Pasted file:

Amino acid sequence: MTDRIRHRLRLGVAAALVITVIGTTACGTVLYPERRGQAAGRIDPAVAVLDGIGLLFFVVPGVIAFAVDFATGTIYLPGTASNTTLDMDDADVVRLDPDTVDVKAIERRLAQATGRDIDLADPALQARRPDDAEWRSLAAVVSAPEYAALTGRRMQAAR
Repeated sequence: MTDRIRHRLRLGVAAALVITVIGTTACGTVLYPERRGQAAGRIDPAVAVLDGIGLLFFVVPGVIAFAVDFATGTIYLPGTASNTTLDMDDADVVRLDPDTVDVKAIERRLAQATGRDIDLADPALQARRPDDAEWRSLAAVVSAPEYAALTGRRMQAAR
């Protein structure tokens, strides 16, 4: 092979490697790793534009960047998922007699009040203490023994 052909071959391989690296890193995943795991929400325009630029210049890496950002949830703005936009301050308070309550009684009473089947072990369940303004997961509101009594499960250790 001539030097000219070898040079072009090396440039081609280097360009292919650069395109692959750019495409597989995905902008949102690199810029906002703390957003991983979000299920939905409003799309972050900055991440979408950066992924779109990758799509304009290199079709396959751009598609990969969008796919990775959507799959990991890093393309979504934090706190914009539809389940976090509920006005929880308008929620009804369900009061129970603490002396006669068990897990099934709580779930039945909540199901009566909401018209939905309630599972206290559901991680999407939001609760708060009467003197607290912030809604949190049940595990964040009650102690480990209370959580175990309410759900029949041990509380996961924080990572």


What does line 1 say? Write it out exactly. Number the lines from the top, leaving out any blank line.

Amino acid sequence: MTDRIRHRLRLGVAAALVITVIGTTACGTVLYPERRGQAAGRIDPAVAVLDGIGLLFFVVPGVIAFAVDFATGTIYLPGTASNTTLDMDDADVVRLDPDTVDVKAIERRLAQATGRDIDLADPALQARRPDDAEWRSLAAVVSAPEYAALTGRRMQAAR